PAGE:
‘Implantation site and lesion topology determine efficacy of a human neural stem cell line in a rat model of chronic stroke’
From Stem Cells
Commentary by Carla B. Mellough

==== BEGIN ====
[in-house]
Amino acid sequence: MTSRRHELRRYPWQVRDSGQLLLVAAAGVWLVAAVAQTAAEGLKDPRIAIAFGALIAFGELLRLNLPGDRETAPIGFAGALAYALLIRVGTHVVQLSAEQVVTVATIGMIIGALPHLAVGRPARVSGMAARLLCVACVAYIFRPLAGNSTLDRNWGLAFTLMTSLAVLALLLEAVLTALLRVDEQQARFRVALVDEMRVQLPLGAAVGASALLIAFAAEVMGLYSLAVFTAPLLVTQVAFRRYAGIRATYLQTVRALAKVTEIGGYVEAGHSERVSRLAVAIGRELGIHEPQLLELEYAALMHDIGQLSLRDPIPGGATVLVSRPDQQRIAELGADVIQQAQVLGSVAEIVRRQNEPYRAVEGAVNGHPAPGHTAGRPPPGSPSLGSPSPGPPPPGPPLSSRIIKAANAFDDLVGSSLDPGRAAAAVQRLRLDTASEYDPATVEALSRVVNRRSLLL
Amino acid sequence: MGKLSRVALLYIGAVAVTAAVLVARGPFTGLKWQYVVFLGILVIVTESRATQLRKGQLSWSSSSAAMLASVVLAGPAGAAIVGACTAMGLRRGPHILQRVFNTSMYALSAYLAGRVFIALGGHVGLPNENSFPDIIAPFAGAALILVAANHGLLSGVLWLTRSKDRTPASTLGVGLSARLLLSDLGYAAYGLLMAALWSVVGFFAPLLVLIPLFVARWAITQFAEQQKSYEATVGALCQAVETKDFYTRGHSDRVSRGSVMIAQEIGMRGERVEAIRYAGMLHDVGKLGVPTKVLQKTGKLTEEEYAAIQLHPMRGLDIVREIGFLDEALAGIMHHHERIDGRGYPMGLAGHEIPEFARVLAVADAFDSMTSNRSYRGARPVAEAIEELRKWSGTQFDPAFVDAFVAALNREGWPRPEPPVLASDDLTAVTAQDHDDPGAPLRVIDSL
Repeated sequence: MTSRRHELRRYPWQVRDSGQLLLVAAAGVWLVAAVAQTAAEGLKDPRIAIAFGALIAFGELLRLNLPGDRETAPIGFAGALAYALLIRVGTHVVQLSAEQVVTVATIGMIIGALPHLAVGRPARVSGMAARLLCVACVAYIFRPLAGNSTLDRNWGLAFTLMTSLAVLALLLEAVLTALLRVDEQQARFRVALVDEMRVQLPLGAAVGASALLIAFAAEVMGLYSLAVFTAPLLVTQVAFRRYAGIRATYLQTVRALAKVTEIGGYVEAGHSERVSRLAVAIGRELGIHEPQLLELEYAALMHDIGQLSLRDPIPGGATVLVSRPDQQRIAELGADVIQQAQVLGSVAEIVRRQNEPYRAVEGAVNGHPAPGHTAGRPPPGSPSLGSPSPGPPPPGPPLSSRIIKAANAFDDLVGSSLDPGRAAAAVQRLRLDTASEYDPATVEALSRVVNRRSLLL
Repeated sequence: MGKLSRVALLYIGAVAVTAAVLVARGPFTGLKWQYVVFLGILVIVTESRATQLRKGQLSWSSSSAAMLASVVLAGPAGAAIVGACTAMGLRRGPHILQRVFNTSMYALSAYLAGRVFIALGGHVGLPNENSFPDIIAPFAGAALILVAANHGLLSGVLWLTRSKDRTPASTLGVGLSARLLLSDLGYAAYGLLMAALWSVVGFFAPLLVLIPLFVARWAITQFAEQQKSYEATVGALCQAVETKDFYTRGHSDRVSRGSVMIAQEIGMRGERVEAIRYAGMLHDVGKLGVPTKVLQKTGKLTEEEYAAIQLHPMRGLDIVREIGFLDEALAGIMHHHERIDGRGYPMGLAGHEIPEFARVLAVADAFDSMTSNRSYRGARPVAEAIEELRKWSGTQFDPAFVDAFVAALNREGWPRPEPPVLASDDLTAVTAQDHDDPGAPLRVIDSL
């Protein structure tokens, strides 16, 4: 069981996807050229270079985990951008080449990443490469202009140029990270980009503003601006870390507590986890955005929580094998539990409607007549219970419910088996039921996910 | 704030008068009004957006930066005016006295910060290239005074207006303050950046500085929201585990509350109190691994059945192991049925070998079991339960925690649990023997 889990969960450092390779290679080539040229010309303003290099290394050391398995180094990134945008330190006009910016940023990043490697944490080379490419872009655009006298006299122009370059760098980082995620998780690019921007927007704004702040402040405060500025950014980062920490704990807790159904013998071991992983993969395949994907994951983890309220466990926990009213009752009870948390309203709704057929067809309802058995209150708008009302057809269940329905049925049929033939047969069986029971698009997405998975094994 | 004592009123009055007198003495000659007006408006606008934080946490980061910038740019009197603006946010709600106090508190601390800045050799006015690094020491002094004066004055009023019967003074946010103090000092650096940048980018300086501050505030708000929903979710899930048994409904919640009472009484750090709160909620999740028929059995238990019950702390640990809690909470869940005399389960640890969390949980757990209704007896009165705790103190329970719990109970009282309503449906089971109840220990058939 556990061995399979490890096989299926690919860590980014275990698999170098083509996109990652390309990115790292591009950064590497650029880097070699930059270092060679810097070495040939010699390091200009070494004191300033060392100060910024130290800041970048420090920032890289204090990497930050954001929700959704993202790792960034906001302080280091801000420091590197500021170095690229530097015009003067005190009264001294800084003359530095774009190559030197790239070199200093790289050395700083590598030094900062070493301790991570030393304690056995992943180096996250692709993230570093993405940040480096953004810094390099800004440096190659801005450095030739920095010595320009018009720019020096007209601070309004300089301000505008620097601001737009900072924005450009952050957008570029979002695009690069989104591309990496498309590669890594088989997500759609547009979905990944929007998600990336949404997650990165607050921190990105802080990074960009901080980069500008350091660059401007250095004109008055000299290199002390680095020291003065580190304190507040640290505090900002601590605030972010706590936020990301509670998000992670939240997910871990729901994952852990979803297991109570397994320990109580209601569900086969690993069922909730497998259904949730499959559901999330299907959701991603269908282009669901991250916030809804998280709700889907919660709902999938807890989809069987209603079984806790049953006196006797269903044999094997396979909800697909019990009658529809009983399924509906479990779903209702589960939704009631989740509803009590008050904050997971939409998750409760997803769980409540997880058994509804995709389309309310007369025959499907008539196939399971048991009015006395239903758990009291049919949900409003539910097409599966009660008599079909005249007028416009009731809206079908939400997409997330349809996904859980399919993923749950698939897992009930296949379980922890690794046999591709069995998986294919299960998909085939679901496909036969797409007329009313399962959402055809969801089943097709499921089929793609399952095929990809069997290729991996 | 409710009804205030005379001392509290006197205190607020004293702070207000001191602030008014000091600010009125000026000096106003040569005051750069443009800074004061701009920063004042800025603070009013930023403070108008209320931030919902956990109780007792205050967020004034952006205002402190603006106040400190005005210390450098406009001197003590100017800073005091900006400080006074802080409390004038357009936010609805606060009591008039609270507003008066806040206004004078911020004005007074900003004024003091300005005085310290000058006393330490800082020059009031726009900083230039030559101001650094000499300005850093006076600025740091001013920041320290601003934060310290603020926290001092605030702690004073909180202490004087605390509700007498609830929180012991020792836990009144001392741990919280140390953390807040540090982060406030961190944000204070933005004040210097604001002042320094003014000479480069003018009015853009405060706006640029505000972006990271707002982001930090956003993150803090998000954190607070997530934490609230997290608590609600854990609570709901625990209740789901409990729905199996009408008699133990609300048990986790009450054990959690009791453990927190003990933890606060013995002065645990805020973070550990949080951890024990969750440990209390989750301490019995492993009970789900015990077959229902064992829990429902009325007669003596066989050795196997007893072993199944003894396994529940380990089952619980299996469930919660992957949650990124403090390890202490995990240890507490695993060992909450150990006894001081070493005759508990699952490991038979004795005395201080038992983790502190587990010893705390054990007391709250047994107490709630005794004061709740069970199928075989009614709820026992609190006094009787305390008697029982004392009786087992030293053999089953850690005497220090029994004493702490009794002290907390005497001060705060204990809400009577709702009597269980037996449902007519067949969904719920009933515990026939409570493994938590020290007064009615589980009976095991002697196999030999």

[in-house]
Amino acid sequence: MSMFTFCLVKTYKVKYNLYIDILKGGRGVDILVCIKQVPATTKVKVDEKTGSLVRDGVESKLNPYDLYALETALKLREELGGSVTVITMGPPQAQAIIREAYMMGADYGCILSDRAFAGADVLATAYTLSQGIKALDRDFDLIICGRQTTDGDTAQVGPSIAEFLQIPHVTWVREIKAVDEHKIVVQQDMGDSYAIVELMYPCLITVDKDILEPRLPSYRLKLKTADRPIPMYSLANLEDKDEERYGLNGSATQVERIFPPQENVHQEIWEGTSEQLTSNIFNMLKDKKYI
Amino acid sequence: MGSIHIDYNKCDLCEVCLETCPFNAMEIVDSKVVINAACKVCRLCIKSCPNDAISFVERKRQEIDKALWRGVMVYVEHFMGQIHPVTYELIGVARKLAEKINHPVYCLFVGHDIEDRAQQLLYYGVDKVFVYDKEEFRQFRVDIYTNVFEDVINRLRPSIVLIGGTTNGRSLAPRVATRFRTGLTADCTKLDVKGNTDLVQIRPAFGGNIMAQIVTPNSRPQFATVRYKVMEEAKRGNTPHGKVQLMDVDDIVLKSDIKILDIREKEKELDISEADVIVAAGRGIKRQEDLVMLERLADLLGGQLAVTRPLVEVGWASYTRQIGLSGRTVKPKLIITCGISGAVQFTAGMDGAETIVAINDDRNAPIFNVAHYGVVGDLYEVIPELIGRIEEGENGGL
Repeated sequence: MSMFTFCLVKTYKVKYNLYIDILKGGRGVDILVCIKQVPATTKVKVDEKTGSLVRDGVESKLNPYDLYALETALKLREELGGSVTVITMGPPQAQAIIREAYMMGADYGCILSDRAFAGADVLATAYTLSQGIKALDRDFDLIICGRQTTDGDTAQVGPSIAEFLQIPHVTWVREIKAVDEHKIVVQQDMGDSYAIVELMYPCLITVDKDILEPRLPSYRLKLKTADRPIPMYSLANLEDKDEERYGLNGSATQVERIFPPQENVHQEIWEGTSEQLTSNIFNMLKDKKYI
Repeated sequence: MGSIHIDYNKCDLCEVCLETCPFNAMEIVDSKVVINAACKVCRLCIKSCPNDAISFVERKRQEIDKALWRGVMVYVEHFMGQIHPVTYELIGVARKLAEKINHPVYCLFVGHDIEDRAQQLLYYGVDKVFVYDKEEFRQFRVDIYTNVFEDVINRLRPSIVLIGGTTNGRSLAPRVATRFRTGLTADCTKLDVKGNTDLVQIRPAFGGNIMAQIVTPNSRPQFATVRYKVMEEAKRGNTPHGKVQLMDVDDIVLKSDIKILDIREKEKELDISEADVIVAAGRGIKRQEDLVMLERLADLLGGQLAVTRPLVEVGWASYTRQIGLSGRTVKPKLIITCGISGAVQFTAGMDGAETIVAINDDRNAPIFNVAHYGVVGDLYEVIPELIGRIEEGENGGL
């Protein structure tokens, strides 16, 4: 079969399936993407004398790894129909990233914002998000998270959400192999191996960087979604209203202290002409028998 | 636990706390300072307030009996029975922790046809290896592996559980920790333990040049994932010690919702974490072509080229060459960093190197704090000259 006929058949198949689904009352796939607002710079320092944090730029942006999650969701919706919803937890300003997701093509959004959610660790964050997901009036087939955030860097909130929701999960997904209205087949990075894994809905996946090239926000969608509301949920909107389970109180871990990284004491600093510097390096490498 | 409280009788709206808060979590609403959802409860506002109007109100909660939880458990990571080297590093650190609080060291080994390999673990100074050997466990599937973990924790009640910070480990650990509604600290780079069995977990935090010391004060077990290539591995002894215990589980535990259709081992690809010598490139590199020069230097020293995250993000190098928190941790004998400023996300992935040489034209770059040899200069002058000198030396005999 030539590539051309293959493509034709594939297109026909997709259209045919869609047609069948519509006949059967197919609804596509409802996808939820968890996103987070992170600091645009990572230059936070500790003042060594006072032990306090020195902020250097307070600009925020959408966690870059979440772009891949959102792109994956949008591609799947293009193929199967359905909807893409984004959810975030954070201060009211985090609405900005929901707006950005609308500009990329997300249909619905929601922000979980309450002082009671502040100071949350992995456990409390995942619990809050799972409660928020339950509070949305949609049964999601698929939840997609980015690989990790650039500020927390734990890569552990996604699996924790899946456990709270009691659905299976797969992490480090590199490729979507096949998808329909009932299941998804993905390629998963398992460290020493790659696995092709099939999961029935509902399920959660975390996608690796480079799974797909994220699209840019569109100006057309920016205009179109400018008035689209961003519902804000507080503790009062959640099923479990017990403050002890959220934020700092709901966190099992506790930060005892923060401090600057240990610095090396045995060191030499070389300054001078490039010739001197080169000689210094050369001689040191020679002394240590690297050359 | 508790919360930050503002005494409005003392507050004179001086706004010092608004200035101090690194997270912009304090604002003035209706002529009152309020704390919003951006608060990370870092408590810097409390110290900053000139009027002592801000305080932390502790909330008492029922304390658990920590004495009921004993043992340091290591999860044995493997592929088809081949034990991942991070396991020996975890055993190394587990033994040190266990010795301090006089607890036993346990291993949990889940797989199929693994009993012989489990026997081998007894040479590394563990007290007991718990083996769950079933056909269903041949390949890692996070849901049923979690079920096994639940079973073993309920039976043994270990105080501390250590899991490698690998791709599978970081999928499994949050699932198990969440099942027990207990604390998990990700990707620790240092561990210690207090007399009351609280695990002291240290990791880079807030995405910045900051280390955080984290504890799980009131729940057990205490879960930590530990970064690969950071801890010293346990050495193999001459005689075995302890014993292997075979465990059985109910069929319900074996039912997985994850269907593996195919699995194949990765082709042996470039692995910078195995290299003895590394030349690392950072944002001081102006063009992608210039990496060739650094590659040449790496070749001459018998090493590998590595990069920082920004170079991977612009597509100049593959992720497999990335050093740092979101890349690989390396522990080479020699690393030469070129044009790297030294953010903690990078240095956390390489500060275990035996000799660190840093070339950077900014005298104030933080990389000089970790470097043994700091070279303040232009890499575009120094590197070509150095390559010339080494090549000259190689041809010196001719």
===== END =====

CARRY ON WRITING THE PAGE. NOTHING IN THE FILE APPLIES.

Stroke remains one of the leading causes of mortality and adult disability in developed nations1-3. For the survivors of stroke, the resulting disability is often persistent in nature and severely affects an individual’s quality of life, with the additional possibility of recurrent stroke events a grim reality. Over the past four decades, while the incidence of stroke has declined in high-income countries there has been a greater than 100% increase in low to middle-income countries, highlighting the magnitude of this cardiovascular problem.3 Yet strategies to maximize recovery and help improve patient outcome following stroke have made little progress, with only 3% of patients currently gaining any benefit from existing treatment strategies, such as the use of thrombolytic agents.4 There is therefore an obvious need for the development of restorative therapies which would help to address the loss of neurons and glia in the brain following stroke. For a cell-based therapeutic approach, determining the optimal cell type for use that will apply to a broad cross section of stroke patients while giving consistent results and minimal complications is key. Various cell types have been tested in experimental stroke ranging from embryonic, mesenchymal and neural stem cells to human umbilical cord blood, in addition to some less obvious candidates such as adipose and menstrual blood cells, with preclinical studies indicating varying positive outcomes but, importantly, that many different cell types can elicit encouraging results.4,5 Many of the cell types that have been tested appear to exert their effects not by cell replacement, but by their neurotrophic and anti-inflammatory effects on affected tissues, and therefore act by minimizing damage and providing protection to brain tissues. Neuronal precursors derived from human embryonic stem cells (hESCs) tested in a rat model of stroke were shown to elicit some functional recovery,6 but the application of such strategies to the clinic remain somewhat hampered by the potential tumorigenicity of any residual stem cells which may be transplanted alongside more differentiated cell types. Until measures to reduce this potentiality are optimized, human neural stem cells (hNSCs) represent a good alternative. In the current study, Smith et al.7 report on the use of a human cortical neuroepithelium-derived hNSC line (CTX0E03) which, in previous studies has shown efficacy in improving sensorimotor function in a dose-dependent manner and, unlike other hNSCs, shows limited migration capacity thereby providing a locally-acting cell based therapy which makes it potentially safer than other hNSC types. This work represents a collaborative study from Kings College London, the UK based company ReNeuron and the University of Pittsburgh in Pennsylvania.